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Ivan the Terrible and His Son Ivan on November 16, 1581

Ilya Repin

Ivan the Terrible and His Son Ivan on November 16, 1581

Ilya Repin
  • Original Title: Иван Грозный и его сын Иван 16 ноября 1581 года
  • Date: 1883 - 1885
  • Style: Realism
  • Genre: history painting
  • Media: oil, canvas
  • Dimensions: 199.5 x 254 cm
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Although Repin strayed away from painting historical episodes, he completed Ivan the Terrible and His Son Ivan in the genre. This painting depicts the historical 16th century story of Ivan the Terrible mortally wounding his son in Ivan in a fit of rage. By far the most psychologically intense of Repin’s paintings, the Emperor’s face is fraught with terror, as his son lay quietly dying in his arms, blood dripping down the side of his face, a single tear on his cheek. Repin began thinking about painting this historical episode after the assassination of Alexander II. In an attempt to recall other bloody episodes of Russian history, he painted this piece as a as an expression of his rejection of violence and bloodshed.

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Ivan the Terrible and His Son Ivan on 16 November 1581 is a painting by Russian realist artist Ilya Repin made between 1883 and 1885. The picture portrays a grief-stricken Ivan the Terrible cradling his mortally wounded son, the Tsarevich Ivan Ivanovich. The elder Ivan himself is believed to have dealt the fatal blow to his son.


The work is variously referred to as Ivan the Terrible and His Son Ivan, with or without the date, or Ivan the Terrible Killing His Son. Repin's painting has been called one of Russia's most famous paintings, and is also one of its most controversial. It has been vandalised twice, in 1913 and again in 2018.


The artist used Grigoriy Myasoyedov, his friend and fellow artist, as the model for Ivan the Terrible, with writer Vsevolod Garshin modelling for the Tsarevich. In 1885, upon completion of the oil on canvas work, Repin sold it to Pavel Tretyakov, for display in his gallery. It remains on display in the Tretyakov Gallery in Moscow.


In his memoirs, Repin said he was inspired to create the painting by the 1881 assassination of Tsar Alexander II, the music of Nikolai Rimsky-Korsakov, and the bullfighting he had witnessed in 1883.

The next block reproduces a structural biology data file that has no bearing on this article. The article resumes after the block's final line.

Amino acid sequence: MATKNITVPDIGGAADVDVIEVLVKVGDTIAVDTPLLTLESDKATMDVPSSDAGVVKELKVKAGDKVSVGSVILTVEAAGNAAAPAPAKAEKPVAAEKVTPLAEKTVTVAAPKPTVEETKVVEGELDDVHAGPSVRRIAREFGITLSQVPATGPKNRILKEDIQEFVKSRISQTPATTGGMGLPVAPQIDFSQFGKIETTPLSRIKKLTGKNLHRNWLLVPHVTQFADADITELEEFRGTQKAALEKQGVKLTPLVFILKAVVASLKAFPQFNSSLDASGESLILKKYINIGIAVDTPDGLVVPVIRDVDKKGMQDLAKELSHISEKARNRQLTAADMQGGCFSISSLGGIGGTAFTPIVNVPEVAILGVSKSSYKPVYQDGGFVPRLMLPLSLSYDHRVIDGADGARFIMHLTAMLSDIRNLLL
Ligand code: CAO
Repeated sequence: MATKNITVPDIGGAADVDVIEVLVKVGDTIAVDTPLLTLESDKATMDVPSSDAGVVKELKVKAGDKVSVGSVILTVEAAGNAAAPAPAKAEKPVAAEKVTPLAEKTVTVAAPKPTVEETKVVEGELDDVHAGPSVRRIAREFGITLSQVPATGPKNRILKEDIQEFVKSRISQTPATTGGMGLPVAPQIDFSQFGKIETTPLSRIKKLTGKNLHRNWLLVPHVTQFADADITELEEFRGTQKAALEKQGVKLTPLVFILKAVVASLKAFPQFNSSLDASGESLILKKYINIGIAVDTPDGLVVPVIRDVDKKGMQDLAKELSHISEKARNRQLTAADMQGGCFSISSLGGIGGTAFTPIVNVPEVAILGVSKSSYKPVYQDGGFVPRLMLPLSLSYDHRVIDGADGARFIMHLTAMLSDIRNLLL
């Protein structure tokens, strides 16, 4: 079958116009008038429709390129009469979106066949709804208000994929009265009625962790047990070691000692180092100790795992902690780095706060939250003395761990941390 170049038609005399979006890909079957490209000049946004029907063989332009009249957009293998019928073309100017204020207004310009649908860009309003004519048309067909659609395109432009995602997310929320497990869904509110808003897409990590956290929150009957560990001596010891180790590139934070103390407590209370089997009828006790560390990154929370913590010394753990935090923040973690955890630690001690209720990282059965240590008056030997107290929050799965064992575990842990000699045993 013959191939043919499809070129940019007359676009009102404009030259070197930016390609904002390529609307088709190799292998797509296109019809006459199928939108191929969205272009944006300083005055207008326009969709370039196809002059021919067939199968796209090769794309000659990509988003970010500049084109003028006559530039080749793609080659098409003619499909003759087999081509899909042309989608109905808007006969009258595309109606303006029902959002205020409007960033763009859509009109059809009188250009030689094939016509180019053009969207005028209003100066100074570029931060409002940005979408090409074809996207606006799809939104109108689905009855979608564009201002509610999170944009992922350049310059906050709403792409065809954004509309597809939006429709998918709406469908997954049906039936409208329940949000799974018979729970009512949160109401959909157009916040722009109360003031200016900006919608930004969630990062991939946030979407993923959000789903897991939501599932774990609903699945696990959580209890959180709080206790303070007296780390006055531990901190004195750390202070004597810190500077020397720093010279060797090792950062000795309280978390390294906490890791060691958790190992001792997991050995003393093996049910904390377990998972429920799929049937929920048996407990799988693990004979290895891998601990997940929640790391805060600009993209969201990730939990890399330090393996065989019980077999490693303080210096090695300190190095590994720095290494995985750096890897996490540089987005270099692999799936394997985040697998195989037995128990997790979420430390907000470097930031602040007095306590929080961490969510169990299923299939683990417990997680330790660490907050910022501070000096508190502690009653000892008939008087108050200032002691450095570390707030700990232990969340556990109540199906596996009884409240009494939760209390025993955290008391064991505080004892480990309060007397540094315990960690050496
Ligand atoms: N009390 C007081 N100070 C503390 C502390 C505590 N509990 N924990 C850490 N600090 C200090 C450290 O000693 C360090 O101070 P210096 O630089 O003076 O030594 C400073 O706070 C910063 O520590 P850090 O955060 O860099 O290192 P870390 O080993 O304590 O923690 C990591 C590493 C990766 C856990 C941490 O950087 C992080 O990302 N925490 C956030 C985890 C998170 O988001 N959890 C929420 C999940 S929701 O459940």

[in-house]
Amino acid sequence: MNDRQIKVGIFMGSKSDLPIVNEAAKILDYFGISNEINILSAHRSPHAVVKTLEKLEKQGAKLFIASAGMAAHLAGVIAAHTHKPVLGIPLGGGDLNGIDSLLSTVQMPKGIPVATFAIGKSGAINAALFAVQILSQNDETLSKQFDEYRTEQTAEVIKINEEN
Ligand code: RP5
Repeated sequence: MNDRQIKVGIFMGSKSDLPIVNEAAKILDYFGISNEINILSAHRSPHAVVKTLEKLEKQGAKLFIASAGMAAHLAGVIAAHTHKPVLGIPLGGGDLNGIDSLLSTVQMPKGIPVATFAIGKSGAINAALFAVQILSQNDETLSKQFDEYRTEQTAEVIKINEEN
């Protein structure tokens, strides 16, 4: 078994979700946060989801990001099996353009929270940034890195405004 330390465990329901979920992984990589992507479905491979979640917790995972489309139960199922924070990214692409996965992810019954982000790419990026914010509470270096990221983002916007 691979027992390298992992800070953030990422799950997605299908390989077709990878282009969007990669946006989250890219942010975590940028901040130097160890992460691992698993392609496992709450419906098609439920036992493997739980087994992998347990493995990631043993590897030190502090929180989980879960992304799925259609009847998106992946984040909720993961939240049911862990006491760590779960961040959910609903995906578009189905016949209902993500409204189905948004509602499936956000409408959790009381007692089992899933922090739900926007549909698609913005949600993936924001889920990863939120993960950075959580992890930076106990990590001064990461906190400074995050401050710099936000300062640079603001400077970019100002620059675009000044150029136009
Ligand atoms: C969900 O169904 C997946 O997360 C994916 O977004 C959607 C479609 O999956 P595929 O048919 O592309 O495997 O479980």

The work is a large canvas, 199.5 by 254 centimetres (78.5 in × 100.0 in). The figures of Ivan and his son are depicted in a darkened room, with a blood red carpet. Ivan wears an austere black coat, contrasting with the more extravagant pink satin dressing gown and teal green boots worn by his son. The room is furnished with 17th century furniture and objects, which themselves reflect the violence that has been done: a chair is overturned; the rug is bunched up by the Tsarevich's feet.


Although one version of the title of the painting is Ivan the Terrible Killing His Son, the work does not depict Ivan the Terrible delivering a fatal blow, but rather the Tsar holding the Tsarevich in his arms, his face a mask of horror and despair, attempting to staunch the flow of blood from his son's temple. It probably dawns on the mentally unstable monarch that, by killing his son, he planted the seed for the Time of Troubles and the demise of his dynasty (as his only remaining heir is a dim-witted younger son who would be easily manipulated by powerful boyars).


Differences between Repin's sketches and his final work indicate a distancing of the Tsar from the attack on the Tsarevich: in early versions, Ivan the Terrible is holding the sceptre used to deliver the blow, but the instrument is left out of the completed work. The work is disturbing in the power of the emotions shown and in its "gory representation of violence". Repin later said of the time when he painted it, that "A trail of blood ran through that year... Terrible scenes were in everybody's mind."


The composition reflects two paintings by Rembrandt which Repin had studied and admired at the Hermitage, The Return of the Prodigal Son and David and Jonathan.

This is a part of the Wikipedia article used under the Creative Commons Attribution-Sharealike 3.0 Unported License (CC-BY-SA). The full text of the article is here →


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